It is more than two years since the Advisory Panel of the Genting Highlands crash submitted 51 recommendations to the Ministry of Transport in order to improve the national road safety system holistically.
Frequent pubic and commercial vehicle crashes are an indication of serious flaws and deficiencies in the road transport systems which have been ignored for too long.
Meanwhile, Consumers’ Association of Penang (CAP) has been consistently questioning the delays and flip-flops and lack of urgency exhibited by the authorities.
Vehicles speeding and losing control owing to brake failure has become a common news item these days. The recent case of the runaway bus near the Menora Tunnel and the bus with tourists from China which overturned at Genting Highlands are recent examples.
One of the recommendations of the Genting Highlands Advisory Panel was the implementation of proper management strategies suitable for hilly terrain. This included the review and gazetting of speed limit and vehicle weight limit on hilly roads, including private roads with public access.
Furthermore, appropriate traffic calming devices and warning signs were required to be installed to slow down vehicles and convey safety warning messages effectively. Have these been put in place?
The authorities spent too much time flip-flopping on the decision to install either speed limiters or GPS in commercial and public vehicles to control speed. After a long delay the decision was made recently, but many transport operators have yet to conform to the requirement. How long more do we need to wait for full conformance?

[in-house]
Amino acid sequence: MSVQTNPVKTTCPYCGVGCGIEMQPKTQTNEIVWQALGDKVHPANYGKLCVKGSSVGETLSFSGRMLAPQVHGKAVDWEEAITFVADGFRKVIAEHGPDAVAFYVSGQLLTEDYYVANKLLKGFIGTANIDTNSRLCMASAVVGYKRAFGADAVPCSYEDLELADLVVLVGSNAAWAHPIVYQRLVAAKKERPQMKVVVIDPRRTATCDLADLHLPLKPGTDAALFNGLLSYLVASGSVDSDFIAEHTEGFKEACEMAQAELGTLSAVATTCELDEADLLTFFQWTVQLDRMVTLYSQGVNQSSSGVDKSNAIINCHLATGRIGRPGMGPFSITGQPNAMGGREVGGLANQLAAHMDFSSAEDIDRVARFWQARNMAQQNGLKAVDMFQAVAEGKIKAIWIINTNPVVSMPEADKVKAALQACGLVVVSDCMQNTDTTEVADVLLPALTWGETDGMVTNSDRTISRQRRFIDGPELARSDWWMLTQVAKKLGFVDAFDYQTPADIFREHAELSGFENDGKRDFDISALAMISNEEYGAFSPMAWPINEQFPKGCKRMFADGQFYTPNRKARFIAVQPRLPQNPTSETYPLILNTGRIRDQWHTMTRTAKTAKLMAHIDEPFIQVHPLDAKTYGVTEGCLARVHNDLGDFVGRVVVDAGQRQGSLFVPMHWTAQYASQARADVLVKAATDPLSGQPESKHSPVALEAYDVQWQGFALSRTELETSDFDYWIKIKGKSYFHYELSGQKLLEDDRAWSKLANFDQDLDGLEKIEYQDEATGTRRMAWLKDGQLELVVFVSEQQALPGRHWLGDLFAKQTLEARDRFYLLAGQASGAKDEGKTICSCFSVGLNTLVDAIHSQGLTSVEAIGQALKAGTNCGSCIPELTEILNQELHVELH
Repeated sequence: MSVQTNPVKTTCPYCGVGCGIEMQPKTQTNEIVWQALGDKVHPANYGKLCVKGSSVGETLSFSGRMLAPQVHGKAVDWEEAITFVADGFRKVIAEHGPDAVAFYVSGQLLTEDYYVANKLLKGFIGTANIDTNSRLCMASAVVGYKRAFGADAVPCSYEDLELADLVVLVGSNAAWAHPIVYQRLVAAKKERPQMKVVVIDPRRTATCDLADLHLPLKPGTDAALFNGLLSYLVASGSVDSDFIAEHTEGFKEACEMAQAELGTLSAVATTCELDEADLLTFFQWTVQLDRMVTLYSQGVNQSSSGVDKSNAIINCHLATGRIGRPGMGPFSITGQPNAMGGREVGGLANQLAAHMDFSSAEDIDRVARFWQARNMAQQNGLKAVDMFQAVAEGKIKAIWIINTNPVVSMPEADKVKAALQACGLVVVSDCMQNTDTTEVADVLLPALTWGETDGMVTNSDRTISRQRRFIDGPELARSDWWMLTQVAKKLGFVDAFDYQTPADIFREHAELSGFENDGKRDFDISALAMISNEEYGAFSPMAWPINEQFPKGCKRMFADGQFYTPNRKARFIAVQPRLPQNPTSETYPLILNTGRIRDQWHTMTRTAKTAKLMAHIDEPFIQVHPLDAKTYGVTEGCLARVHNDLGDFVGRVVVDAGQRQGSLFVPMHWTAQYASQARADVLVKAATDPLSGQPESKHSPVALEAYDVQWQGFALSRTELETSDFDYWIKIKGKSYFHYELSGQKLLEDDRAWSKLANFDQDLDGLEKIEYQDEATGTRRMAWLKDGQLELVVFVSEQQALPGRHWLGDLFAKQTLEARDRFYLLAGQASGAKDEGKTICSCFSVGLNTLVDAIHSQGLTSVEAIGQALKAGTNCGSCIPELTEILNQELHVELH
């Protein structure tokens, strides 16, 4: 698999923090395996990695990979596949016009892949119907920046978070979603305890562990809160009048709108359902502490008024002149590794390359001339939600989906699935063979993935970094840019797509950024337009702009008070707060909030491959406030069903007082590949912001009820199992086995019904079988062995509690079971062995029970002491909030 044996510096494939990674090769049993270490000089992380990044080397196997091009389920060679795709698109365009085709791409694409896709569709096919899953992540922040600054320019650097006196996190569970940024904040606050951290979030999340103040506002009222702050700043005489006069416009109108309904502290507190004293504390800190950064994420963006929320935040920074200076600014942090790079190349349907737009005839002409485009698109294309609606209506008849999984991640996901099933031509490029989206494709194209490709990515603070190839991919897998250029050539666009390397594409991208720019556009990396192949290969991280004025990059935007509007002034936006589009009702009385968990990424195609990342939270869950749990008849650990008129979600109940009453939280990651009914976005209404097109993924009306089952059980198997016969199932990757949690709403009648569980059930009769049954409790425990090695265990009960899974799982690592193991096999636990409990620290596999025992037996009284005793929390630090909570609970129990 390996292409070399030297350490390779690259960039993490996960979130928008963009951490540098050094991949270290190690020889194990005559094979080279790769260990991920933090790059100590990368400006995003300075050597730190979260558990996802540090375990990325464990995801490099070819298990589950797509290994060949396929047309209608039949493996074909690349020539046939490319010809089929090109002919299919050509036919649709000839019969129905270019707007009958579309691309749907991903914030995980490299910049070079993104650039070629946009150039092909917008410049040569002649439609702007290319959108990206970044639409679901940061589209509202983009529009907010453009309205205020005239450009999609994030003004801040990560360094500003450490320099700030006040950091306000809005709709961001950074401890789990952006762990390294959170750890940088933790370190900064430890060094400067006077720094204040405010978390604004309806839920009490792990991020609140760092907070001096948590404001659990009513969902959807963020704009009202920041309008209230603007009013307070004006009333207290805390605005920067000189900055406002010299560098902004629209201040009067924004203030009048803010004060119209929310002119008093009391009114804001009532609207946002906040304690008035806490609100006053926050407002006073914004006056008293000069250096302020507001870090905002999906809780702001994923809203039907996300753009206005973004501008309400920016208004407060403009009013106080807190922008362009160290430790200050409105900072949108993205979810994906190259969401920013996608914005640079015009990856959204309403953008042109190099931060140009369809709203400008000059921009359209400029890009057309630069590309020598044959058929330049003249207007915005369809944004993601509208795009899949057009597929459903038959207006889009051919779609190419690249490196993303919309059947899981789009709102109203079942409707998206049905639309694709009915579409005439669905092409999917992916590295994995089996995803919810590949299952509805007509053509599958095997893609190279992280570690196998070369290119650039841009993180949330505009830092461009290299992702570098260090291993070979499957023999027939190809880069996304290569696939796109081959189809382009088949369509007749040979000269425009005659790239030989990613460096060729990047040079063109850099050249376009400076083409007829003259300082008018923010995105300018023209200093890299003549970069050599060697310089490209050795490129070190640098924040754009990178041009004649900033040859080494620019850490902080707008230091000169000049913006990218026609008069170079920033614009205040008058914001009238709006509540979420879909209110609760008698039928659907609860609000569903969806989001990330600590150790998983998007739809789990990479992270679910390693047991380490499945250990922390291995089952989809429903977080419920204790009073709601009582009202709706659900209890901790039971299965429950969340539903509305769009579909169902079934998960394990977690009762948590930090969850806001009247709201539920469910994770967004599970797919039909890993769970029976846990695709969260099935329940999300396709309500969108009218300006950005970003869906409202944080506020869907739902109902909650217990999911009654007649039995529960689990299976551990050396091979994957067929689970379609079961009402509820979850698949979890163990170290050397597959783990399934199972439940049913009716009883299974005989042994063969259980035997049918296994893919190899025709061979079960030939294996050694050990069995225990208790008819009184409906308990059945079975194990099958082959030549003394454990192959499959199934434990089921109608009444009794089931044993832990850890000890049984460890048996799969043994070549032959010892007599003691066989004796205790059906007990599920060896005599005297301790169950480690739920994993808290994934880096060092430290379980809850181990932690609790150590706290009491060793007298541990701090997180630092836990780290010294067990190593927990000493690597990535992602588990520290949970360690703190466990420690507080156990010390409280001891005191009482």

We still do not observe age limit for buses. We have many aged vehicles on our roads and they are like time bombs. They have the potential for brake failure owing to fatigue.
Old buses also do not conform to UN Regulations for body construction. Moreover, the plan to install seat belts in buses seems to have been put in the back burner.
It is very doubtful that safety checks are made on buses before every trip as claimed by transport operators. If so who is ensuring that this procedure is being followed faithfully?
CAP urges the transport authorities to ensure full implementation of the following without further delays:
1. The 51 recommendations by the Genting Advisory Panel;
2. Proper management strategies for hilly terrain such as the speed limit and weight limit for vehicles;
3. Traffic calming devices and warning signs to slow down traffic suitable for hilly terrain;
4. Installation of speed limiters;
5. Fix suitable age limit for buses;
6. Ensure buses conform to UN Regulations for body construction and that seat belts are installed.
7. Ensure all operators of public transport implement ICOP SHE program which will ensure buses are tested before every trip.
Letter to editor, 11 August 2016